Most of the scenes followed this basic procedure to produce. However, several scenes or individual shots required special techniques to get the required results. Next time, I'll tell you about one of those exceptions...

Monday, August 12, 2013

The Last Extinction Process, Part One: Getting Started

This post will be the first in a series where we finally get to show off some of the beautiful work  created for The Last Extinction. (Note: This series of posts are duplicated content from Steve Buccellato's Other Blog, and therefore written entirely from Steve's P.O.V.)

storyboards by Yours Truly

To summarize briefly: last year,  Legendhaus was hired by writer/producer Michael Hanrahan to develop and create content for his enhanced eBook, The Last Extinction. TLE is an adventure novel with environmental themes, about an ancient artifact that predicts a time when nature itself will rise up against humanity. Michael's plan was to set his story apart from other prose novels by including exciting visuals and animated vignettes to enhance the reading experience. That's where I became involved...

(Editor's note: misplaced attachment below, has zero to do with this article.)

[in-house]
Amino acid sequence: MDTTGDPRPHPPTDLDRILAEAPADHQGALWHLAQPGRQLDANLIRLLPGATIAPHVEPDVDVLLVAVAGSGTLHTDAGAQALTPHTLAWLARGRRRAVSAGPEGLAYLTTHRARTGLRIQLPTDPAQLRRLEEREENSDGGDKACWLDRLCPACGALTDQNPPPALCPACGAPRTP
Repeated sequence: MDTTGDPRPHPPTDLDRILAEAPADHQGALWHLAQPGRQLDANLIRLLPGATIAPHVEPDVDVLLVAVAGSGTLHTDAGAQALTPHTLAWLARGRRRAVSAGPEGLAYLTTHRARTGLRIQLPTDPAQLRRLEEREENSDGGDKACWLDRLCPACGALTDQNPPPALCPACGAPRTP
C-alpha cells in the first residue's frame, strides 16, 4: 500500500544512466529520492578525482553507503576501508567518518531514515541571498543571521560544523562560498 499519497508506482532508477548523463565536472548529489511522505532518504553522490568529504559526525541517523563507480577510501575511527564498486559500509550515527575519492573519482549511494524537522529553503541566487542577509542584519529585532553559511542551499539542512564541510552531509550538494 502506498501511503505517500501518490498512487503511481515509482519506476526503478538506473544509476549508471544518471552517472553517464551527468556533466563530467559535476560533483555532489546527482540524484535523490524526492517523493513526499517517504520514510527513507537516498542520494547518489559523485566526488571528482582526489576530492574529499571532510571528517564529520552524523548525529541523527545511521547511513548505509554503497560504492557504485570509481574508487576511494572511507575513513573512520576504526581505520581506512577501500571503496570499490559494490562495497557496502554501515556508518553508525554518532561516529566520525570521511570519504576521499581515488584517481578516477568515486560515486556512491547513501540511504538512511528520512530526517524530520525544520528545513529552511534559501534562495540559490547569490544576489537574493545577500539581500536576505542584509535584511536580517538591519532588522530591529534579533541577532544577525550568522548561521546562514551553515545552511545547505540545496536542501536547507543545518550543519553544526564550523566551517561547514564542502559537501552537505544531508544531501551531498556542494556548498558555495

After the initial meetings and getting-to-know-you stuff, I was hired as Art Director for the project, tasked with building a team of digital 2D and 3D artists, and developing the artwork for animation (later, my role would grow, and my title changed to Creative Director).

There were many stages, but basically, I started by working with Michael and his lead animator to choose the most visually or emotionally interesting scenes from the book. I then storyboarded them, planning out how the animations would work. Meanwhile, I built up a team of about ten digital painters from around the world, who mainly work as concept artists for film and video games.

Originally, Michael was not sure if he wanted to use art or stock photographs and video to create the visuals.  I happen to be a big fan of concept art (I like to collect the behind-the-scenes "Art Of..." Books that are published as movie tie-ins) and ultimately convinced everyone that the painterly look of concept art would be a unique, and ultimately cost-effective way to go for the project.